• peterfoxwell


Here are my teaching notes for Four Portraits, One Jesus. This is the first part of a series called #JESUS. I taught it at the Cornerstone on Sunday, January 13, 2019.


I'm very excited. Today, we begin a six-month journey to know all we can about Jesus. By the end, we'll all be Jesus-experts.

Why this focus on Jesus? There are so many good reasons, There are so many reasons to learn about Jesus. The one reason driving this six month project is simple: Jesus is the center and founder of the Christian faith, so it just makes sense to know as much about him as we possibly can. You can be a Jesus-expert. Just join me on this journey for the first half of the 2019.

A word of caution: We're not stuffing our heads with facts for facts sake. That's really dangerous. We're stoking our hearts with strong feelings, such as love and adoration. We want to light a fire in our hearts for Jesus.


The best way to learn about Jesus AND is to study the Four Gospels, prayerfully and with faith in our hearts. They are the best, clearest, and most accurate information available to us.

So, today, I want to introduce the Four Gospels in order to build a foundation for our six-month study. This is just an intro; we're sort of easing our way into the study. The really exciting stuff starts next week. But don't switch off; the end of today's teaching is amazing.

This introduction will answer three questions:

  • What are the four Gospels?

  • How were they written?

  • Why were they written?


The four Gospels are the first four books of the New Testament: Matthew, Mark, Luke, and John.

The purpose of the Four Gospels is to paint a portrait of Jesus. Mark helps us see the this:

(Mark 1:1) The beginning of the good news (gospel, Gk. euangellion) about Jesus the Messiah, the Son of God

All four gospels focus on the life, death, and resurrection of Jesus. And they all contain accounts of his teachings and miracles. John is focused mostly on the identity of Jesus - the incarnation of God. Matthew, Mark, and Luke are mainly focused on how Jesus is connected to the Kingdom of God - he is the King who brings the kingdom.

The point of the Gospels is to present Jesus from three main perspectives:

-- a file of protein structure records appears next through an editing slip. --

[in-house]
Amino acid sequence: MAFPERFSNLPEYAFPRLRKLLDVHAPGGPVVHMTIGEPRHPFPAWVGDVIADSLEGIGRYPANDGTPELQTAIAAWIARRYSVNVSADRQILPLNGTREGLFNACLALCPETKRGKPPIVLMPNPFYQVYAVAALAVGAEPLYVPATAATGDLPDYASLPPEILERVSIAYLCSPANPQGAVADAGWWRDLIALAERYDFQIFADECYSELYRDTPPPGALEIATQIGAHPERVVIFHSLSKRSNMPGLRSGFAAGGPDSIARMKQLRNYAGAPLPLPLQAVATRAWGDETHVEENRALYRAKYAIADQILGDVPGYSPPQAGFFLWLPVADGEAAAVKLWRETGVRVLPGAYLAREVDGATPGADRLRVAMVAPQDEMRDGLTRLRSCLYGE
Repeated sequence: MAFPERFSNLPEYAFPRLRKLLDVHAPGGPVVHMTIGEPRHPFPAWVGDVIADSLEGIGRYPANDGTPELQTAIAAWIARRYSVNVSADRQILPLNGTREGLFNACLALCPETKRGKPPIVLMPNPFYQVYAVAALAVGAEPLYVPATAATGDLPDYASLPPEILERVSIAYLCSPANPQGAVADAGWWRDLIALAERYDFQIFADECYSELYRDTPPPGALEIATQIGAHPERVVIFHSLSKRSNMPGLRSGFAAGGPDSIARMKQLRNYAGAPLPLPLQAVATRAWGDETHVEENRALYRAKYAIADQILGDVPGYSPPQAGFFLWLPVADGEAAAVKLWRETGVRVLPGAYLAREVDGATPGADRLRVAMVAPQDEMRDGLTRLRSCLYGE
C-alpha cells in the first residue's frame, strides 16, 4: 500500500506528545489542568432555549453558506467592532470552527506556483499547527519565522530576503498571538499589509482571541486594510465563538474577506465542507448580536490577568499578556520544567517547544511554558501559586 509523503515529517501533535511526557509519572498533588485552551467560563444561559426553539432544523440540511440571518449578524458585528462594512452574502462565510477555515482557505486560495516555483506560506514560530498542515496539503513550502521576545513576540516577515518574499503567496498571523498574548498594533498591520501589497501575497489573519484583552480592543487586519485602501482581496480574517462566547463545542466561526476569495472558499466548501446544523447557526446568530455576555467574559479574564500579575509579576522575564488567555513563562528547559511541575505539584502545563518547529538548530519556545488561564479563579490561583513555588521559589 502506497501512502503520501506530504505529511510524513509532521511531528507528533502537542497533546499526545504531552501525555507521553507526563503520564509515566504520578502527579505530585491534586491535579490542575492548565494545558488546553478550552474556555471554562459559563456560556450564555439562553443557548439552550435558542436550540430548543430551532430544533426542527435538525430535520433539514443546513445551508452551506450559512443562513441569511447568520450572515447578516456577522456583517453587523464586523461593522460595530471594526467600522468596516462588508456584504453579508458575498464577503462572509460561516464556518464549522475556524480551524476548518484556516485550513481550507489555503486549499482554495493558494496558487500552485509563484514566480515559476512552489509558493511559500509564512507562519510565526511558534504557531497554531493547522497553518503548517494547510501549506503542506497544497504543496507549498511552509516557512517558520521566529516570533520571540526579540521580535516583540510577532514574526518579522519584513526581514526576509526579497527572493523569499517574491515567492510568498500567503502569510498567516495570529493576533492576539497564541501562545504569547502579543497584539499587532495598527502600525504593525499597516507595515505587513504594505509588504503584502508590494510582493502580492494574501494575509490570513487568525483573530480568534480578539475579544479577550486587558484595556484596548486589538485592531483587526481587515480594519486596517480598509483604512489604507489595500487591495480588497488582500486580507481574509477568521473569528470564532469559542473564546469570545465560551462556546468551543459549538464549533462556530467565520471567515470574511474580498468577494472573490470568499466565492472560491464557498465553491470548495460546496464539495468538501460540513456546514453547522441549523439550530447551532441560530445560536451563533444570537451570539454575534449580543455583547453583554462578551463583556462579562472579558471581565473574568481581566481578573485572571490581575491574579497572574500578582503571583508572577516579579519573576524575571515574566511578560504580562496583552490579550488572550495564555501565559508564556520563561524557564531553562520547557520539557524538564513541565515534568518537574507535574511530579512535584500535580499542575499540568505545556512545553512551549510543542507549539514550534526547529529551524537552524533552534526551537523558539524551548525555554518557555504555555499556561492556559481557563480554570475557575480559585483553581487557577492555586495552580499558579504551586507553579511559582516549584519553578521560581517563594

They are historical. They are based on real events that occurred between BC 5 and AD 33 or so. They are also based on historical research. This is important to understand. The

Christian faith is rooted in accurate records of historical events centered on Jesus.

They are contextual. They were written by real people for real people. The Gospels were written to be used in the earliest churches. They were written to answer the questions from first Christians were asking and to teach them how to follow Jesus in their situations, such as under persecution, or in their Jewish communities.

They are theological. Yes, it is true that the Gospels have the features of biographies and narratives (story line). However, they also have a theological perspective - they communicate a message about God and what he is doing in the world and how we should respond. We'll come back to that in a moment.


The four gospels were written before 70 AD (the destruction of Jerusalem by the Roman army). Mark may have been written as early as 41 AD, less than a decade after the resurrection of Jesus.

The Gospels were developed in a four stage process. Luke outlines the process:

Stage 1: Historical events. The events centered on Jesus.

Luke 1:1 - Many have undertaken to draw up an account of the things that have been fulfilled among us,

Stage 2: Oral traditions. Sayings and stories of Jesus were passed on verbally by eye-witnesses, apostles, and teachers.

Luke 1:2: - just as they were handed down to us by those who from the first were eyewitnesses and servants of the word.

Stage 3: Written sources. The oral traditions and other sources were written down and collected.

Luke 1:3 - With this in mind, since I myself have carefully investigated everything from the beginning,

Stage 4: The Gospels. Using investigation, the oral traditions, and the written sources, each Gospel writer produced their work as the Holy Spirit guided them.

Luke 1:3 - I too decided to write an orderly account for you ...